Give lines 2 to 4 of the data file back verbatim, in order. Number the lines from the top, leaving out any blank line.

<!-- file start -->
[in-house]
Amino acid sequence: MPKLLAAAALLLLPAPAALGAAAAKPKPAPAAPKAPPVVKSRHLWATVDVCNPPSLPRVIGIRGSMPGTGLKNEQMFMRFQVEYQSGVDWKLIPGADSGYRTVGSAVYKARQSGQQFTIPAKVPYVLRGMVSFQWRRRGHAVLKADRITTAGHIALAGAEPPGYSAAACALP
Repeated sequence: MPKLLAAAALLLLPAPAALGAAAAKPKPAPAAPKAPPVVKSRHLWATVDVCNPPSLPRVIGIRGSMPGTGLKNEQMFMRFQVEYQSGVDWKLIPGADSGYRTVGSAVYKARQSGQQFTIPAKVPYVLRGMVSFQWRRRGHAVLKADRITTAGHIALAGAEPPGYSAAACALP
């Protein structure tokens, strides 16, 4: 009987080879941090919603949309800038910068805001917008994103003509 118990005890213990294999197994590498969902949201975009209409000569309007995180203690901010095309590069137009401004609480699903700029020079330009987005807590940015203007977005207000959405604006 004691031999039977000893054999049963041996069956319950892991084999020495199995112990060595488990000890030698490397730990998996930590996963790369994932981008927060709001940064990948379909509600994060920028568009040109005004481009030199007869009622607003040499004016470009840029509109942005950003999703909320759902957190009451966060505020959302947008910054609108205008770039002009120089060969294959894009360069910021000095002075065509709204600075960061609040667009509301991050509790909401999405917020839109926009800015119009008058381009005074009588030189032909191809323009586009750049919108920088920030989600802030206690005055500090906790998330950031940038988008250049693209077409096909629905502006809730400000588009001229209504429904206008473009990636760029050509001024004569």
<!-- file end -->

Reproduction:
Amino acid sequence: MPKLLAAAALLLLPAPAALGAAAAKPKPAPAAPKAPPVVKSRHLWATVDVCNPPSLPRVIGIRGSMPGTGLKNEQMFMRFQVEYQSGVDWKLIPGADSGYRTVGSAVYKARQSGQQFTIPAKVPYVLRGMVSFQWRRRGHAVLKADRITTAGHIALAGAEPPGYSAAACALP
Repeated sequence: MPKLLAAAALLLLPAPAALGAAAAKPKPAPAAPKAPPVVKSRHLWATVDVCNPPSLPRVIGIRGSMPGTGLKNEQMFMRFQVEYQSGVDWKLIPGADSGYRTVGSAVYKARQSGQQFTIPAKVPYVLRGMVSFQWRRRGHAVLKADRITTAGHIALAGAEPPGYSAAACALP
């Protein structure tokens, strides 16, 4: 009987080879941090919603949309800038910068805001917008994103003509 118990005890213990294999197994590498969902949201975009209409000569309007995180203690901010095309590069137009401004609480699903700029020079330009987005807590940015203007977005207000959405604006 004691031999039977000893054999049963041996069956319950892991084999020495199995112990060595488990000890030698490397730990998996930590996963790369994932981008927060709001940064990948379909509600994060920028568009040109005004481009030199007869009622607003040499004016470009840029509109942005950003999703909320759902957190009451966060505020959302947008910054609108205008770039002009120089060969294959894009360069910021000095002075065509709204600075960061609040667009509301991050509790909401999405917020839109926009800015119009008058381009005074009588030189032909191809323009586009750049919108920088920030989600802030206690005055500090906790998330950031940038988008250049693209077409096909629905502006809730400000588009001229209504429904206008473009990636760029050509001024004569």